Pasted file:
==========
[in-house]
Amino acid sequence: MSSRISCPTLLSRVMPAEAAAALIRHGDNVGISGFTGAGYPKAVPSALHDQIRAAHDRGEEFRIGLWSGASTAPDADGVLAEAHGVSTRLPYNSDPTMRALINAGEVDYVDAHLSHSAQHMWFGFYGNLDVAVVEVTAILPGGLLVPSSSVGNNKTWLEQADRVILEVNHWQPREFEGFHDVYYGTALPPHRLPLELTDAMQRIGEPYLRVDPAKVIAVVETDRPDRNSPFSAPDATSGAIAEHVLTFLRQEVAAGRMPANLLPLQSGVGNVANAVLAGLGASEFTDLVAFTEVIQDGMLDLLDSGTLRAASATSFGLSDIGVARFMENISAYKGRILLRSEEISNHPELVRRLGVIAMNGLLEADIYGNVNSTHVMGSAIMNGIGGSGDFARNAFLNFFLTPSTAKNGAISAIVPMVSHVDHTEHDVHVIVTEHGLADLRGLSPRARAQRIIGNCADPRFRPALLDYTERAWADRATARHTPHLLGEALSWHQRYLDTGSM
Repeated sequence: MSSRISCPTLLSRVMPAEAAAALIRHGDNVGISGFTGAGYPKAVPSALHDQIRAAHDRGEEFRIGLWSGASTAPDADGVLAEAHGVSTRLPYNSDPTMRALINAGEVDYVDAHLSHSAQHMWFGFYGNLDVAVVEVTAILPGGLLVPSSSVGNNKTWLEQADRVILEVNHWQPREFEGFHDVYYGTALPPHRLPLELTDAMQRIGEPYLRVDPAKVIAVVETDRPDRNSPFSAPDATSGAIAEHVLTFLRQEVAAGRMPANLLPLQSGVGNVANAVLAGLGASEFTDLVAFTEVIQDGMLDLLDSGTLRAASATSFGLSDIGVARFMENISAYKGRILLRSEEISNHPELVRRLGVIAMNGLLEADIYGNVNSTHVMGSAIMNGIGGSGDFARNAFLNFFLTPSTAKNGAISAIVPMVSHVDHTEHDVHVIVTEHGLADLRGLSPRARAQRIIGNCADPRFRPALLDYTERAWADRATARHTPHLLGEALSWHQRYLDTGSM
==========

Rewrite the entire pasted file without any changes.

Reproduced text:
[in-house]
Amino acid sequence: MSSRISCPTLLSRVMPAEAAAALIRHGDNVGISGFTGAGYPKAVPSALHDQIRAAHDRGEEFRIGLWSGASTAPDADGVLAEAHGVSTRLPYNSDPTMRALINAGEVDYVDAHLSHSAQHMWFGFYGNLDVAVVEVTAILPGGLLVPSSSVGNNKTWLEQADRVILEVNHWQPREFEGFHDVYYGTALPPHRLPLELTDAMQRIGEPYLRVDPAKVIAVVETDRPDRNSPFSAPDATSGAIAEHVLTFLRQEVAAGRMPANLLPLQSGVGNVANAVLAGLGASEFTDLVAFTEVIQDGMLDLLDSGTLRAASATSFGLSDIGVARFMENISAYKGRILLRSEEISNHPELVRRLGVIAMNGLLEADIYGNVNSTHVMGSAIMNGIGGSGDFARNAFLNFFLTPSTAKNGAISAIVPMVSHVDHTEHDVHVIVTEHGLADLRGLSPRARAQRIIGNCADPRFRPALLDYTERAWADRATARHTPHLLGEALSWHQRYLDTGSM
Repeated sequence: MSSRISCPTLLSRVMPAEAAAALIRHGDNVGISGFTGAGYPKAVPSALHDQIRAAHDRGEEFRIGLWSGASTAPDADGVLAEAHGVSTRLPYNSDPTMRALINAGEVDYVDAHLSHSAQHMWFGFYGNLDVAVVEVTAILPGGLLVPSSSVGNNKTWLEQADRVILEVNHWQPREFEGFHDVYYGTALPPHRLPLELTDAMQRIGEPYLRVDPAKVIAVVETDRPDRNSPFSAPDATSGAIAEHVLTFLRQEVAAGRMPANLLPLQSGVGNVANAVLAGLGASEFTDLVAFTEVIQDGMLDLLDSGTLRAASATSFGLSDIGVARFMENISAYKGRILLRSEEISNHPELVRRLGVIAMNGLLEADIYGNVNSTHVMGSAIMNGIGGSGDFARNAFLNFFLTPSTAKNGAISAIVPMVSHVDHTEHDVHVIVTEHGLADLRGLSPRARAQRIIGNCADPRFRPALLDYTERAWADRATARHTPHLLGEALSWHQRYLDTGSM